The end of _why

(written by lawrence krubner, however indented passages are often quotes). You can contact lawrence at:

One of the great performance artists of the tech industry has closed out their personality, leaving us wondering what it all meant:

Impermanence is possibly the biggest question raised in CLOSURE.

kafka would be a lot harder to get into if the trial only ran on a power pc. – one of _why’s last tweets

This tweet was really confusing, until CLOSURE. _why reveals that one of his biggest problems is what we call ‘bitrot’: you can’t just write a program, it must be updated. I have one of the first C programs I ever wrote, from when I was 12, and it wouldn’t compile on a modern system, due to a ‘clear screen’ function I wrote that interacted with the hardware that I owned at the time. I don’t have any of the GW-BASIC programs that I wrote as a child, because there was no way to transfer the source off of the computer: I didn’t have a disk drive, they were too expensive.

And so it is with Kafka. Right before he died, Kafka asked his friend Max Brod to burn everything he ever wrote. Brod published it instead. _why brings up that if The Trial was written for the PowerPC, he wouldn’t have needed Brod to burn it: it would have just naturally gone away.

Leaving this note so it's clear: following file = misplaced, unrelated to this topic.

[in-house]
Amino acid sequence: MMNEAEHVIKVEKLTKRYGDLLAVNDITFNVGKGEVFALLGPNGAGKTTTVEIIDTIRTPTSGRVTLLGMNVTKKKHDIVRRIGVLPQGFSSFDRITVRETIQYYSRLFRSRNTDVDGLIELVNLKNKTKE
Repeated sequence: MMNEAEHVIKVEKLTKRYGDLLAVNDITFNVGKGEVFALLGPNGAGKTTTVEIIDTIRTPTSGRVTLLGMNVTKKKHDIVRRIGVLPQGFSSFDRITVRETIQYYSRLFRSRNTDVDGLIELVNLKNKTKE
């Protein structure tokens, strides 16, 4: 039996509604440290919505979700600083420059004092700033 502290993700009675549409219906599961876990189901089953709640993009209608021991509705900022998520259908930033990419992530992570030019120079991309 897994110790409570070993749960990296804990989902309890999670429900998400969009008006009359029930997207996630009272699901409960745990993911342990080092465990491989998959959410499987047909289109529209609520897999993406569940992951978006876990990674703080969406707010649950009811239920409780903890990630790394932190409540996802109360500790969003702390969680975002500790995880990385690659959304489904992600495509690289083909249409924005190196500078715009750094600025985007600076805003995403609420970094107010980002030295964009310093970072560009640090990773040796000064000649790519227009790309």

Our industry is constantly changing, and that’s great. But we have no institutional memory. We keep making the same mistakes, over and over again. _why talks about fighting NULL, and how that was his biggest struggle as a programmer. The guy who invented null pointers, Tony Hoare, calls it “my billion dollar mistake”. Yet Go has null pointers.

It’s really easy to burn out. I won’t lie, when _why deleted himself, I thought it was a terribly silly idea. But the more stuff I do, the bigger my projects and responsibilities get, and the more of a public person I am, the more it sounds appealing.